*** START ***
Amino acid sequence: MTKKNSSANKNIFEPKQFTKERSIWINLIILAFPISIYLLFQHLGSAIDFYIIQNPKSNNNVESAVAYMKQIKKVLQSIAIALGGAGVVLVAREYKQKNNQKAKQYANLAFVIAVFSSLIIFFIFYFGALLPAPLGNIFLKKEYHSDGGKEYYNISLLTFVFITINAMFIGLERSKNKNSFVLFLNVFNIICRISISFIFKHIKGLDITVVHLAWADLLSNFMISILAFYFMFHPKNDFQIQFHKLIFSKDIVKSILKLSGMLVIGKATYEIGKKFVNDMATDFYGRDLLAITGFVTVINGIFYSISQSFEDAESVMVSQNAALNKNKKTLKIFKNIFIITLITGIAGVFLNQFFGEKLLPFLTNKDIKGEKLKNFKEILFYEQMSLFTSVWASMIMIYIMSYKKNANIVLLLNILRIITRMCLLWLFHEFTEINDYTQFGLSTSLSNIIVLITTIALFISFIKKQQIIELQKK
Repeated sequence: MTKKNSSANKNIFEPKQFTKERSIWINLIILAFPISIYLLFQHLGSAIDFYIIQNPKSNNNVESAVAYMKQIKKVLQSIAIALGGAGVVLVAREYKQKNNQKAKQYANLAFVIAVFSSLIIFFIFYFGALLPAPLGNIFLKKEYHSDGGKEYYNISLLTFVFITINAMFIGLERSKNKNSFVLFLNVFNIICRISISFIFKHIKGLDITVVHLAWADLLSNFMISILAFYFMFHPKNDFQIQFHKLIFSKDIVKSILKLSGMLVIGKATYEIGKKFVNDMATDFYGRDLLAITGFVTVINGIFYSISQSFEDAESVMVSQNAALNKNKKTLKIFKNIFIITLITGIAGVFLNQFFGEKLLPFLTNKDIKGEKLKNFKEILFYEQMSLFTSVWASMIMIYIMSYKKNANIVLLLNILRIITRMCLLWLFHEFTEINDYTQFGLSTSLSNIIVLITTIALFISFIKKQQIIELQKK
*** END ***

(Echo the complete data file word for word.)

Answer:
Amino acid sequence: MTKKNSSANKNIFEPKQFTKERSIWINLIILAFPISIYLLFQHLGSAIDFYIIQNPKSNNNVESAVAYMKQIKKVLQSIAIALGGAGVVLVAREYKQKNNQKAKQYANLAFVIAVFSSLIIFFIFYFGALLPAPLGNIFLKKEYHSDGGKEYYNISLLTFVFITINAMFIGLERSKNKNSFVLFLNVFNIICRISISFIFKHIKGLDITVVHLAWADLLSNFMISILAFYFMFHPKNDFQIQFHKLIFSKDIVKSILKLSGMLVIGKATYEIGKKFVNDMATDFYGRDLLAITGFVTVINGIFYSISQSFEDAESVMVSQNAALNKNKKTLKIFKNIFIITLITGIAGVFLNQFFGEKLLPFLTNKDIKGEKLKNFKEILFYEQMSLFTSVWASMIMIYIMSYKKNANIVLLLNILRIITRMCLLWLFHEFTEINDYTQFGLSTSLSNIIVLITTIALFISFIKKQQIIELQKK
Repeated sequence: MTKKNSSANKNIFEPKQFTKERSIWINLIILAFPISIYLLFQHLGSAIDFYIIQNPKSNNNVESAVAYMKQIKKVLQSIAIALGGAGVVLVAREYKQKNNQKAKQYANLAFVIAVFSSLIIFFIFYFGALLPAPLGNIFLKKEYHSDGGKEYYNISLLTFVFITINAMFIGLERSKNKNSFVLFLNVFNIICRISISFIFKHIKGLDITVVHLAWADLLSNFMISILAFYFMFHPKNDFQIQFHKLIFSKDIVKSILKLSGMLVIGKATYEIGKKFVNDMATDFYGRDLLAITGFVTVINGIFYSISQSFEDAESVMVSQNAALNKNKKTLKIFKNIFIITLITGIAGVFLNQFFGEKLLPFLTNKDIKGEKLKNFKEILFYEQMSLFTSVWASMIMIYIMSYKKNANIVLLLNILRIITRMCLLWLFHEFTEINDYTQFGLSTSLSNIIVLITTIALFISFIKKQQIIELQKK